And as a result, are they effective at balancing, communicating, and leading priorities around short-term team deliverables — within the constraints of how things currently work — with priorities around future breakthroughs — disruptive changes that create uncertainty and require learning both within and beyond the team?

What best ways can leaders build trust with their team members and others within the organization? 

Every day, difficult issues will arise that trigger team members against each other and easily lead to mistrust. Being coachable and giving and receiving feedback is how that trust is repaired in teams. The shifting mindset conversation encourages teams to ask themselves: Does our team feel like a leader-led accountable team, in which team members are in it together, as a unified force, and have each other’s backs, giving and receiving direct and transparent feedback? It is less about what a team does or will do and more about who they are.

Identifying clear roles and capabilities is often very difficult in startups. Leaders source talent with the ability and willingness to wear multiple hats while they bootstrap the company’s initial success. How can leaders identify such roles and capacities in startups with limited resources?

The Specifying Capabilities & Roles Conversation asks questions: Are all key capabilities and roles represented in the team by accountable owners? Is the team effectively leveraging natural creative tensions between roles as innovation and leadership development sources? A word of caution here, when teams specify roles, they are also inevitably distributing power, and you may have noticed that people tend to be reactive about that. So, the first three upstream conversations, Activating Purpose, Driving Focus, and Shifting Mindset must be sufficiently driven to resolution before engaging in this one. When your team gets stuck, return to the first three conversations.

Sometimes, especially in smaller organizations, team members must play multiple roles. A great trick for making this work is to declare the hat you’re wearing. For example: “From my role as a business leader, I think this isn’t a good strategic direction for us.” “As head of sales, I propose we discount that product to move inventory.” “From my role as VP of finance, I’m concerned that we don’t have the budget for that project.” This encourages others to respond from the perspective of their roles rather than from their reactions. And it enables smaller organizations to emulate the expertise of bigger ones.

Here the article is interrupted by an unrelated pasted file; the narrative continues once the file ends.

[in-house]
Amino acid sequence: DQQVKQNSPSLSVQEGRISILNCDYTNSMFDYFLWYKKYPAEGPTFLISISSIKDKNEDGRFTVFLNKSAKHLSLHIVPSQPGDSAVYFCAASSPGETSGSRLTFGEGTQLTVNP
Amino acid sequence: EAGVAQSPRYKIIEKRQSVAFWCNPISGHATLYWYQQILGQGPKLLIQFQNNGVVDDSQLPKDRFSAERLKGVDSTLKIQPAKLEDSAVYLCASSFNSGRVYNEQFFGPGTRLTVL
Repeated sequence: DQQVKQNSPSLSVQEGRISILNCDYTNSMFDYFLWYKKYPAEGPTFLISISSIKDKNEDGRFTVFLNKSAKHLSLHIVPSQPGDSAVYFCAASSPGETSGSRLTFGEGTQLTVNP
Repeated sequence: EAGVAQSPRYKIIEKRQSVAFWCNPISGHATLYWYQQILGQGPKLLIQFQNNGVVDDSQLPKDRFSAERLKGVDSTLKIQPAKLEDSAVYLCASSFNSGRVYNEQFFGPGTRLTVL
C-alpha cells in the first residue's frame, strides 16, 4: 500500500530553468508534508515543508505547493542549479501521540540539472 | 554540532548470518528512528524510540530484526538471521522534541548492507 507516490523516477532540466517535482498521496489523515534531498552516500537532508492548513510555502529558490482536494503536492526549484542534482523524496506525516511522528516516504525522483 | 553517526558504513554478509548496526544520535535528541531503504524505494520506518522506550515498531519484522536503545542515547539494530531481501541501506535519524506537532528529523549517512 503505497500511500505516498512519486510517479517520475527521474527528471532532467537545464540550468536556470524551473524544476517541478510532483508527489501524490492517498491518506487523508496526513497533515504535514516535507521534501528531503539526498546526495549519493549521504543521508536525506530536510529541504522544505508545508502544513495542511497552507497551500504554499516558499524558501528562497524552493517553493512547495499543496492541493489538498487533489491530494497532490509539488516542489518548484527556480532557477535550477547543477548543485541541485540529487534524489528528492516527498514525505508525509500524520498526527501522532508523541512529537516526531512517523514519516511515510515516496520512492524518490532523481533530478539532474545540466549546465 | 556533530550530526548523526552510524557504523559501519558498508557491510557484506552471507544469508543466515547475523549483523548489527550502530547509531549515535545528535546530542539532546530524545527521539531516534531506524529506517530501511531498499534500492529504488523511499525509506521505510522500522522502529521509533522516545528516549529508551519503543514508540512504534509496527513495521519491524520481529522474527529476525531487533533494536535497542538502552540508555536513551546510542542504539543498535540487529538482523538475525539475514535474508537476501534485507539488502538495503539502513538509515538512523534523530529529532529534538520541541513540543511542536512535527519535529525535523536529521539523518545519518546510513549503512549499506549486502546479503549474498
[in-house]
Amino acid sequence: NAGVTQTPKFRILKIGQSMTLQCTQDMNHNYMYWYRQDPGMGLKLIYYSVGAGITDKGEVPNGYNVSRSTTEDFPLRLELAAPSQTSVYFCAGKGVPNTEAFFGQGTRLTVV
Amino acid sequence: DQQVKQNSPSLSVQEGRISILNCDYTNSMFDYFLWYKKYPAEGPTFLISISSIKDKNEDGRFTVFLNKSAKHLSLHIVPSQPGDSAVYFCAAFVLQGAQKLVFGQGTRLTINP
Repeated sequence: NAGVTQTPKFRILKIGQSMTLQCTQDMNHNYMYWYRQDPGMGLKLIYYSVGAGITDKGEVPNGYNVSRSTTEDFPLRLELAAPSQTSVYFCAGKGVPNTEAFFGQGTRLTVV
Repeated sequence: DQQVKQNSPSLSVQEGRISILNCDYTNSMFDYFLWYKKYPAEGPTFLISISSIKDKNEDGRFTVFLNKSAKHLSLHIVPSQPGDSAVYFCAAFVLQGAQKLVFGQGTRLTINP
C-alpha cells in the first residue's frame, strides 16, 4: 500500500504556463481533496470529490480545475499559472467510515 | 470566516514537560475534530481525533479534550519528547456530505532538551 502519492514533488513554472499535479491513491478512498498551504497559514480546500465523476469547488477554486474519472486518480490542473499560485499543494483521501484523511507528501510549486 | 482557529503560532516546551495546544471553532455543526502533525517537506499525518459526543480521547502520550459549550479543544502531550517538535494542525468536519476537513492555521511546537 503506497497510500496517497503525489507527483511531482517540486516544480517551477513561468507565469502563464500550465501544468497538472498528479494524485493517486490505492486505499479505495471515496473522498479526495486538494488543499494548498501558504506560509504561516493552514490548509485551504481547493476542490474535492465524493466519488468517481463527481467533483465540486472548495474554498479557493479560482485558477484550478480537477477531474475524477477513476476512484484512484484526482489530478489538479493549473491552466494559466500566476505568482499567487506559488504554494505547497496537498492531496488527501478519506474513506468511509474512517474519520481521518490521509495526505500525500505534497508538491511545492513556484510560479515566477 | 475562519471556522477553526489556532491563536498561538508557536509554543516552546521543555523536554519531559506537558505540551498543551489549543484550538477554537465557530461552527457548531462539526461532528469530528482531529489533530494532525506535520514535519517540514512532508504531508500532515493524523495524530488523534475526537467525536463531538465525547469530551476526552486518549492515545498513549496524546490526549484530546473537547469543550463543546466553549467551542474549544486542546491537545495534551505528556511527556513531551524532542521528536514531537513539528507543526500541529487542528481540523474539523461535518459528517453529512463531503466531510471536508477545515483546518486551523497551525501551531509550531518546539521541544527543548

What if this initial identification is incorrect? 

Hiring opportunities or decisions are rarely perfect. Nevertheless, high-performing teams are essential because they create a powerful context for developing people. So, if this initial identification is incorrect, address it as part of the high-performance team journey through the Crucial Conversations One, Two, and Three.

How can leaders create alignment, not necessarily agreement, to implement new strategies? 

Members must seek alignment but not necessarily agreement. If a team operates on seeking agreement, major decisions will require a consensus. This means getting everyone to agree through persuading, convincing, alliances, or voting. In response, team members seek to satisfy their individual needs and want before they can endorse the decision. Decision-making inevitably bogs down.

On the other hand, seeking alignment relies on team members’ commitments to the shared purpose and having an effective, agreed-upon leadership mechanism. Alignment includes negotiating critical needs for team members but doesn’t necessarily accommodate individual wants. The negotiation is focused on reaching a decision that will lead the entire team toward higher performance and business towards competitive advantage. And decision-making is less likely to bog down.